Throughout its 175 years, the University has bore witness to a changing world and major turning points in history:
1832: First classes are held at Clinton Hill, near City Hall in Lower Manhattan.
1835: The University Building opens on Washington Square East. School of Law established.
1841: School of Medicine established.
1894: The undergraduate college moves to more spacious University Heights campus in the Bronx. Back at Washington Square, the University Building is demolished and construction begins on the Main Building, later renamed the Silver Center.
1917: The U.S. enters World War I, decreasing University enrollment and straining the budget. Chancellor Brown establishes branches of the Student Army Training Corps fulfilling the University's public responsibility during the war, and also helping save the school from financial ruin.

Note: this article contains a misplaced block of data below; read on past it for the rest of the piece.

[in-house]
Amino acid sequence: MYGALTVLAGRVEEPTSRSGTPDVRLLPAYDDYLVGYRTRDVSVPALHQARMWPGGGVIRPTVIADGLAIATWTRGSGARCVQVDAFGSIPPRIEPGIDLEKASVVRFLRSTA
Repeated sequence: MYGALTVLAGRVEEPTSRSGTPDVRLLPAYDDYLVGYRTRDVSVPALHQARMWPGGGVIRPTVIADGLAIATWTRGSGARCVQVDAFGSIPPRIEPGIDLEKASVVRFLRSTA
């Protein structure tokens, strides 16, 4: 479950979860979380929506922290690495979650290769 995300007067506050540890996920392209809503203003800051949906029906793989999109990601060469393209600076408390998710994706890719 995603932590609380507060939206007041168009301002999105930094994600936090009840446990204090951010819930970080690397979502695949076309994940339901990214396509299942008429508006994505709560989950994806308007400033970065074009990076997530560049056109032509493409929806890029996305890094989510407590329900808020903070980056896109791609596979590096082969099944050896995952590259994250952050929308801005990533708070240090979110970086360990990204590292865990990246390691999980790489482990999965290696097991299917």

1929: The stock market crashes on Black Tuesday, starting the Great Depression. In the coming years, Chancellor Chase founded the Division of Continuing Education,the Center for Research and Graduate Studies and the School of Public Service in order to keep enrollment up despite the economic state.